Thursday night marked the first night of high school football action in California in 15 months. At Santa Cruz County’s first game, there was plenty of rust on the field and plenty of oddities elsewhere — such as the empty stands where only a few crafty volunteer parents had a live view of the action.
They stood atop cars, climbed the ivy hedges that grow up and over the stadium walls and peered through the wrought iron bars out front of Santa Cruz High’s Memorial Field, looking like prisoners.
And in a way these wannabe fans were prisoners Thursday night — locked away from the chance to fully partake in one of California’s first sanctioned high school football games in 15 months.
They could only look on and holler at their friends or loved ones as the aluminum stands across the field from them sat mostly empty, blocked off by yellow caution tape, due to COVID-19 guidelines handed down by the California Department of Public Health.
“This was definitely a little strange,” Scotts Valley coach Louie Walters said after his team completed a properly sloppy 12-0 win over host St. Francis in perhaps the lowest-attended game in county history. “I mean, trying to give a pregame speech without a locker room for starters.”
Walters did his best to rally his team outside the off-limits locker room beforehand, but the energy and vibe were struggling to match the big moment. This was a season opener under the bright stadium lights. But the coaches were having to worry more about face coverings (“Pull the gators up!”) and the strategic placing of social-distancing cones along the sidelines than game-planning.
Both teams had pulled off the necessary COVID testing to be here: Scotts Valley, one of the best-supported public schools in the county was gifted testing by a donor, rather than having to wait on the County Office of Education’s promise to provide it; St. Francis, the small Salesian prep school from Watsonville, also had the funding to make it happen.
St. Francis even had enough to test a band and cheerleaders, which were the saving graces on this frigidly cold Thursday night in March void of the traditional plume of BBQ smoke wafting across the field.
Because of a delay in getting the tests in hand, the others schools slated for season kickoffs Friday and Saturday weren’t able to test 48 hours in advance of play, meaning those games can’t be played.
It underscores the delicate status of this short taste of a football season — as does the positive test at Serra High in San Mateo this week that is forcing 15 players to quarantine and perhaps miss next week’s season opener.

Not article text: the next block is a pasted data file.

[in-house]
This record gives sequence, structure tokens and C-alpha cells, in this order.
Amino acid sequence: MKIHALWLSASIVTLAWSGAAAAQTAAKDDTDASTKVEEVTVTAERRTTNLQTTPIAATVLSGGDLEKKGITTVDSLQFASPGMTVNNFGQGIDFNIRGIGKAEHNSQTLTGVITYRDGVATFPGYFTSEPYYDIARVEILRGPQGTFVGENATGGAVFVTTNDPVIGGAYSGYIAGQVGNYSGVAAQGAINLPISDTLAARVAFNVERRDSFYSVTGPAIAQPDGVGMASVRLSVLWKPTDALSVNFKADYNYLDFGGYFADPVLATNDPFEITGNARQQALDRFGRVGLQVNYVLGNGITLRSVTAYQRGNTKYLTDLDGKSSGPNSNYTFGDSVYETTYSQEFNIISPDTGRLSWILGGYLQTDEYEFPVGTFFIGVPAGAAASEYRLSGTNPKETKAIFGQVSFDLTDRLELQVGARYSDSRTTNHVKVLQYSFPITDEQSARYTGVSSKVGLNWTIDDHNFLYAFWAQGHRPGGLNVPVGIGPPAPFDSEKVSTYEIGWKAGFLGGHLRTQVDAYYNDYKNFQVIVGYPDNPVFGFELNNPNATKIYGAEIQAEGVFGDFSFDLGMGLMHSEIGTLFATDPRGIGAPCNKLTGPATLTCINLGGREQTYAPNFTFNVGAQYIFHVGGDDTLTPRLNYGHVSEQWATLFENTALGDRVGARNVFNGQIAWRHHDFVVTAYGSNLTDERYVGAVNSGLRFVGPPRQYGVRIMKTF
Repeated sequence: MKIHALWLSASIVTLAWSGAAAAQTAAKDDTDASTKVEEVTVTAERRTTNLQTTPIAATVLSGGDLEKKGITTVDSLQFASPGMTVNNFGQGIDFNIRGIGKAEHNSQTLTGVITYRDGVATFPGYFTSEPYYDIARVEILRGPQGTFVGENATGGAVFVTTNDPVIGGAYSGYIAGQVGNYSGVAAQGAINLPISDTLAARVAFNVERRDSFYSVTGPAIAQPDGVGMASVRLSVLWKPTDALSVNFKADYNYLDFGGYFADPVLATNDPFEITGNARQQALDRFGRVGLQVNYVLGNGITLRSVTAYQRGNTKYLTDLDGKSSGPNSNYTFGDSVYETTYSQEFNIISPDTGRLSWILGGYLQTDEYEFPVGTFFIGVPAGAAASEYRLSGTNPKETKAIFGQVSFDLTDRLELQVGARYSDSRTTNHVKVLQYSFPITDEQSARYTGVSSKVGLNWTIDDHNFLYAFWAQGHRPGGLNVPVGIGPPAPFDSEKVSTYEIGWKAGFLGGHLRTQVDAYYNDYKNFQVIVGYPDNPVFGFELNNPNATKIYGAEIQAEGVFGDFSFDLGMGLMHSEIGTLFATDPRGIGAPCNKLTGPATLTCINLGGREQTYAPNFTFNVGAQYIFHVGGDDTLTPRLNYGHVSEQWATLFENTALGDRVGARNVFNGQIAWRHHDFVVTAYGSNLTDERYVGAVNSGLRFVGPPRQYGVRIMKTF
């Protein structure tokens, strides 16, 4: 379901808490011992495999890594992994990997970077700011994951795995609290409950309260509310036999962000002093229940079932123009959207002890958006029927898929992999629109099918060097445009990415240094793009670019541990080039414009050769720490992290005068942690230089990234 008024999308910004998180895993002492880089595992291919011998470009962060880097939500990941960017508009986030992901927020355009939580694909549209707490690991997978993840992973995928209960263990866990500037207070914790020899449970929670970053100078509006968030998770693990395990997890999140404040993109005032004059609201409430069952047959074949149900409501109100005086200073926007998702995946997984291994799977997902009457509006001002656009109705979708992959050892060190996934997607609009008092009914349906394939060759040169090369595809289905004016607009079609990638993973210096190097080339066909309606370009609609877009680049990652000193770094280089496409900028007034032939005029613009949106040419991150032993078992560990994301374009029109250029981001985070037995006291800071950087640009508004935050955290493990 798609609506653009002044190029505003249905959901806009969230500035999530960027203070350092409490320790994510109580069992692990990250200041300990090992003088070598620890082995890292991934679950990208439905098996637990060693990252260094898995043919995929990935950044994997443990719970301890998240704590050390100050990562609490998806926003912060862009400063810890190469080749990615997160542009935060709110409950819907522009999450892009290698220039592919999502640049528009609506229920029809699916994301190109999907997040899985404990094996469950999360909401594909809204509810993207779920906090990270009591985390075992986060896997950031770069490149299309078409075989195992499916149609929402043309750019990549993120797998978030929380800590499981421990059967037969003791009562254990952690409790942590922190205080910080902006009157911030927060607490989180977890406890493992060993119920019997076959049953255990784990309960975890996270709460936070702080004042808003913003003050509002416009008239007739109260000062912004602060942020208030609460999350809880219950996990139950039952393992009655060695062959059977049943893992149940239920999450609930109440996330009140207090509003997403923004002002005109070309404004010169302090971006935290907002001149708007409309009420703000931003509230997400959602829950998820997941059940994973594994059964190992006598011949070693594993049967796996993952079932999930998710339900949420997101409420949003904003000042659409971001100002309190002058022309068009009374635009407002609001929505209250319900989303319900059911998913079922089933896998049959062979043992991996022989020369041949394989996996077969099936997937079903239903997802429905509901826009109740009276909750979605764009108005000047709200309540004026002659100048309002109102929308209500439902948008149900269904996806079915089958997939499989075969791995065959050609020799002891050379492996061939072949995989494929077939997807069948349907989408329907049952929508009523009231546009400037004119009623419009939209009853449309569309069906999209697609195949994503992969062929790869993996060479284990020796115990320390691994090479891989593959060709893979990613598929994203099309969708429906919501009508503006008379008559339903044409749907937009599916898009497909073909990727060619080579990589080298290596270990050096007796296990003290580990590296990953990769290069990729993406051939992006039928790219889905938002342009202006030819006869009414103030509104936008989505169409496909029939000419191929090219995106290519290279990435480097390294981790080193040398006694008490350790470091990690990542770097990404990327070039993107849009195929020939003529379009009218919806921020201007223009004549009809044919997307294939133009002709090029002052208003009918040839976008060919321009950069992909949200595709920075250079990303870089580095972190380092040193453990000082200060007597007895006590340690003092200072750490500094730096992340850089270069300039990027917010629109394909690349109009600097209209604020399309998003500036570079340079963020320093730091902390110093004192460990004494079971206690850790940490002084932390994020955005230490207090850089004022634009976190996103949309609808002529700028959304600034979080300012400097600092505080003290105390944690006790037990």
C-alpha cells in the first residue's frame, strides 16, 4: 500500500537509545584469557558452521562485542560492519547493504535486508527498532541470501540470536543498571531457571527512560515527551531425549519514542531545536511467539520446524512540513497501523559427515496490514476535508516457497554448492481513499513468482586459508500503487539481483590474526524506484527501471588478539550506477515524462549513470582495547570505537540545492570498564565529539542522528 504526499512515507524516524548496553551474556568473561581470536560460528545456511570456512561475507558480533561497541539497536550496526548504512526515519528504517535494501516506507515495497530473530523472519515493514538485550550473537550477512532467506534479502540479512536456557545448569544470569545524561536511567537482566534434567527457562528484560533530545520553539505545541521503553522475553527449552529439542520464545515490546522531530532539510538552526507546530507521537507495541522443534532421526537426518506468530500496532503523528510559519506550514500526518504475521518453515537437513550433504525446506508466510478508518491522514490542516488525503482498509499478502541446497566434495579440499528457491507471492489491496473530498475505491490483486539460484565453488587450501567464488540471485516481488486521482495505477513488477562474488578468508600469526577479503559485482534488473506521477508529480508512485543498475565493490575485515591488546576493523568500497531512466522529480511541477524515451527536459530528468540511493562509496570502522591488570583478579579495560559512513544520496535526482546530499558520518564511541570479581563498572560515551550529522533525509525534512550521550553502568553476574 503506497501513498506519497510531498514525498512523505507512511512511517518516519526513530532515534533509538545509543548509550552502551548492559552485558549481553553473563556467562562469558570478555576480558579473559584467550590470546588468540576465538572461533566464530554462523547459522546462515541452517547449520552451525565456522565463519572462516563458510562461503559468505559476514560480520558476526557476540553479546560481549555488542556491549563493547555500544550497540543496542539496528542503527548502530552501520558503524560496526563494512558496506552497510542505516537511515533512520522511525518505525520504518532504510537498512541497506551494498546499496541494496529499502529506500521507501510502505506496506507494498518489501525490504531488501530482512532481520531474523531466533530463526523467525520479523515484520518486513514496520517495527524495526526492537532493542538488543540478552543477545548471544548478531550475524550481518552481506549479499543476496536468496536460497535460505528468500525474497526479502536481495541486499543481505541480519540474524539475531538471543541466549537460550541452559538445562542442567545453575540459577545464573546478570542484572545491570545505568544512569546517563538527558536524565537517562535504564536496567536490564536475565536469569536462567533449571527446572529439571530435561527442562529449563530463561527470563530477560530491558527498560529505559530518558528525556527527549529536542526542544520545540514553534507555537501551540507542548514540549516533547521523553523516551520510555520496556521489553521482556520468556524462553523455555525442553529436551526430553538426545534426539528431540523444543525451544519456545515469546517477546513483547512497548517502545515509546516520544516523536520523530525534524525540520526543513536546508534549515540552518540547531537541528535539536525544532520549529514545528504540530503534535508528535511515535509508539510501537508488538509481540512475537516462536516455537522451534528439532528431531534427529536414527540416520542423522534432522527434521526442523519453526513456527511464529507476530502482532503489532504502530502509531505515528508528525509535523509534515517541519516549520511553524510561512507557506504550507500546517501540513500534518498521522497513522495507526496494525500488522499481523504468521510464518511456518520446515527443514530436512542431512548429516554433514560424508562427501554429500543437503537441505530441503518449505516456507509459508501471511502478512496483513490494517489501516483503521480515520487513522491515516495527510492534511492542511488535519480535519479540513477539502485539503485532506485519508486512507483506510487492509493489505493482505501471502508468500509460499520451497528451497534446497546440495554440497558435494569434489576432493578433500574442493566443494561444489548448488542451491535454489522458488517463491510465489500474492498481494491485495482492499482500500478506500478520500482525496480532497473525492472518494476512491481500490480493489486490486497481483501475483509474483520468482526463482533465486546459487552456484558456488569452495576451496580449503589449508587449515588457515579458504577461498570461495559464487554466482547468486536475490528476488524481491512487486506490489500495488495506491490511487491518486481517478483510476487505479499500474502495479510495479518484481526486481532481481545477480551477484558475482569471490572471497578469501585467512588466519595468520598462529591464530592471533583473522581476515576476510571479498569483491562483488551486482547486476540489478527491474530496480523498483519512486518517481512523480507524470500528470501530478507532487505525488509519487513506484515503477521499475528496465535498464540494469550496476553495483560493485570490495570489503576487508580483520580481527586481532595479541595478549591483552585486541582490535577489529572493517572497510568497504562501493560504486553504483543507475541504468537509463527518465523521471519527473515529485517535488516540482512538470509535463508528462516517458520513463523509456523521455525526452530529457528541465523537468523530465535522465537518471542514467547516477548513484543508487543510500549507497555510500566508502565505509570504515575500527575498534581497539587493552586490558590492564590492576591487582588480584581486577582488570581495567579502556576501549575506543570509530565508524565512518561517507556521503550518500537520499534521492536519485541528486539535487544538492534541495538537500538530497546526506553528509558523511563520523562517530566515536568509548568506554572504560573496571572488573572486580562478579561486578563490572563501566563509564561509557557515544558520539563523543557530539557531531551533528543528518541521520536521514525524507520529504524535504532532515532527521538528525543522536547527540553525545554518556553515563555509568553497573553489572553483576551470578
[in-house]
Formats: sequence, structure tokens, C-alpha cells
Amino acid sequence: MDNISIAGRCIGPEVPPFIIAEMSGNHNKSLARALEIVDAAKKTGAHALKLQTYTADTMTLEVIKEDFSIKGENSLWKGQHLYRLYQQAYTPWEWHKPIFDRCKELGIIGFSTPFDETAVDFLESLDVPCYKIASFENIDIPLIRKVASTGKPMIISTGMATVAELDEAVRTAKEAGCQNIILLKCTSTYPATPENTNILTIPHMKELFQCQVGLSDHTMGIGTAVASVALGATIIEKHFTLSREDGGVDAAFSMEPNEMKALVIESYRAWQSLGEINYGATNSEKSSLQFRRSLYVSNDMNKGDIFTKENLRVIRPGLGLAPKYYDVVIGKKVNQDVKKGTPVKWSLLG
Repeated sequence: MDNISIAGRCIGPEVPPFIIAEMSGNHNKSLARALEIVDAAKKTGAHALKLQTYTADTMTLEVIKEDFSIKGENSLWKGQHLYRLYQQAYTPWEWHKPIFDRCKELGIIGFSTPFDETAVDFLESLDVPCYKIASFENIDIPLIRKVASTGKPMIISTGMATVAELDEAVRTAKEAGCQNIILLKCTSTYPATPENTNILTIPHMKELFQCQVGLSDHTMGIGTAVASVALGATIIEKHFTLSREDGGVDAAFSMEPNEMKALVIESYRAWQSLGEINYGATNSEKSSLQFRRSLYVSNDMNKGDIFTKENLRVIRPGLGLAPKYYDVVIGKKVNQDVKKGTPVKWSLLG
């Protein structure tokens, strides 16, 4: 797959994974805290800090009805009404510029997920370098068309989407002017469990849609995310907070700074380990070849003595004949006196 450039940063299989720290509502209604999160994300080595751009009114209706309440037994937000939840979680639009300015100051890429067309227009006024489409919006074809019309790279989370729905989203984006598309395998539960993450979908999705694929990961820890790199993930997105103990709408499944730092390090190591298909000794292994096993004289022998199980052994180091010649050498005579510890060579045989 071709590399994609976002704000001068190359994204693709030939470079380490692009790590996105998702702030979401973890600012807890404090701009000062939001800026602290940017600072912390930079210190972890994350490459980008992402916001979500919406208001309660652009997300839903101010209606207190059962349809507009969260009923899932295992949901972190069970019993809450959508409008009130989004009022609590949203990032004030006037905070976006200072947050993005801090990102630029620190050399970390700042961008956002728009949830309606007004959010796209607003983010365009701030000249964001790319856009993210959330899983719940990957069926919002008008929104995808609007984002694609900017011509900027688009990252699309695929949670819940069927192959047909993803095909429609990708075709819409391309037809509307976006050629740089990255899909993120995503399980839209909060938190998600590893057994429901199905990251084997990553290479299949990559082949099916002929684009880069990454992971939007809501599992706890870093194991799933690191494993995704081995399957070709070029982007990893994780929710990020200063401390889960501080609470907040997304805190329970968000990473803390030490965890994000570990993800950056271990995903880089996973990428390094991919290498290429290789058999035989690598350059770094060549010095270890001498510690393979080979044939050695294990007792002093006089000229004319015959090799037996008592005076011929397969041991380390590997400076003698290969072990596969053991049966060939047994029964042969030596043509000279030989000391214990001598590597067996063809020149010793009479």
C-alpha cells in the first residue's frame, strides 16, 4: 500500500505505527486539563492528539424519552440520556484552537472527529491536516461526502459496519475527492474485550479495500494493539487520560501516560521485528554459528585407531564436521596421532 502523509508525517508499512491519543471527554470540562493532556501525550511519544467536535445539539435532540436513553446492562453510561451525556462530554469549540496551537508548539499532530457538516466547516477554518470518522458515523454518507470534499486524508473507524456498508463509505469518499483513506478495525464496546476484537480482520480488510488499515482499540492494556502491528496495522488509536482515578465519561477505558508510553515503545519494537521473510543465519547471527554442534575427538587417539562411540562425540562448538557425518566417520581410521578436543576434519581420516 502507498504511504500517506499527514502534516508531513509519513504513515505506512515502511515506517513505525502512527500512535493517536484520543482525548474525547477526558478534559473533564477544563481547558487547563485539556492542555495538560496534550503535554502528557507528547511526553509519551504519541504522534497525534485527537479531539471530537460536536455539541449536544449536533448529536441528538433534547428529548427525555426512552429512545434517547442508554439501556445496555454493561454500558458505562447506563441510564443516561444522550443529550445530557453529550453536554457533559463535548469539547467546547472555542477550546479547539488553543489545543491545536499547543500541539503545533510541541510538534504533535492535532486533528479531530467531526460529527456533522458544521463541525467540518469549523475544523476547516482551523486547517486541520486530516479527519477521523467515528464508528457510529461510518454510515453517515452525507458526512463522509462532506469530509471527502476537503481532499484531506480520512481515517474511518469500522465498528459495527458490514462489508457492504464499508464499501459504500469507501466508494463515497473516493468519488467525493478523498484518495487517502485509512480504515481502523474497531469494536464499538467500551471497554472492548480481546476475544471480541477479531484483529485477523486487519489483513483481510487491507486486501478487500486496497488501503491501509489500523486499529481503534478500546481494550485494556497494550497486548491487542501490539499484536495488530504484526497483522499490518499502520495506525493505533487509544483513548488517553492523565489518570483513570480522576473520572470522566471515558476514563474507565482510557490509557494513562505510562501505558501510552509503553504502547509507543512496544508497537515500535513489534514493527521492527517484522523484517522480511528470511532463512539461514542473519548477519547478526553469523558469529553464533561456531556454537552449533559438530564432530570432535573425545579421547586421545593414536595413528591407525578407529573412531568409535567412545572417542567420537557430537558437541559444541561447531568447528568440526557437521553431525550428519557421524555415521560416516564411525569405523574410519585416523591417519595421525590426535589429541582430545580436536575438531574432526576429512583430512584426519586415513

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One key stat rose above all others at Memorial Field, being used by St. Francis as its home field, on Thursday: zero major injuries.
In a stop-start, all-conditioning, no-real-football window that has gone on for months, many sports health experts have named physical safety beyond COVID as their greatest concern. It’s why some of the area’s top players have opted not to play in this truncated season.
The lack of crowd of noise — and the sound of feet stomping on aluminum stands in unison, which can only truly be appreciated when completely missing — was mildly offset by the banging of a handful of drummers, the early-season cheers of the Sharks’ spirit squad and an even-handed announcer in tune with the moment.
“Hey, it’s been 15 months since anyone played football,” he said after what felt like the 15th botched snap of the game, only midway through the second quarter. “We’re all still working out the kinks.”
So were the officials, if you asked the coaches on either sideline.
So were the coaches, if they were being honest with themselves.
And most certainly were the players, a large number of whom were shuttling on and off the field with various muscle tweaks, hydration needs and cardio deficiencies. One Scotts Valley player, who had just juked his way to a nice punt return gain, was overhead shouting to no one in particular: “I don’t have the lung capacity for this!”
Felicia George was one of the lucky few stand dwellers. All but a handful who had volunteered to help out were watching from home via livestreams set up by each school.
George, the mom of a St. Francis senior football player and a freshman cheerleader, had finagled her way there by volunteering for game filming duties. Her husband had done one better, getting himself the most front-row seat by snagging a spot on the chain gang.
Below her sat the dad of the St. Francis quarterback, clipboard in hand, helping keep stats for the Sharks coaches. A few others had found their way in for this or that, parlaying teamwork into a small taste of the mini football season that is.
As Walters and his experienced coaching staff held court in the north end zone at Memorial Field after the first of what they hope will be a successful six-game season, Scotts Valley’s first-ever four-year varsity player Caden Stratton reflected on what getting back out under the Friday Night Lights — even on a Thursday in March — means for kids like him.
“It means the world,” Stratton said. “Life wasn’t normal without it. Now with it back, we’re starting to get back on track.”
COVID K-12, Lookout’s overview of COVID-19’s impact on education, is among eight Lookout initiatives documenting all aspects of the pandemic this year. For more, go to our COVID 2021 section, sign up for COVID Text Alerts and our COVID PM newsletter here, and leave feedback and ask questions at the end of this story.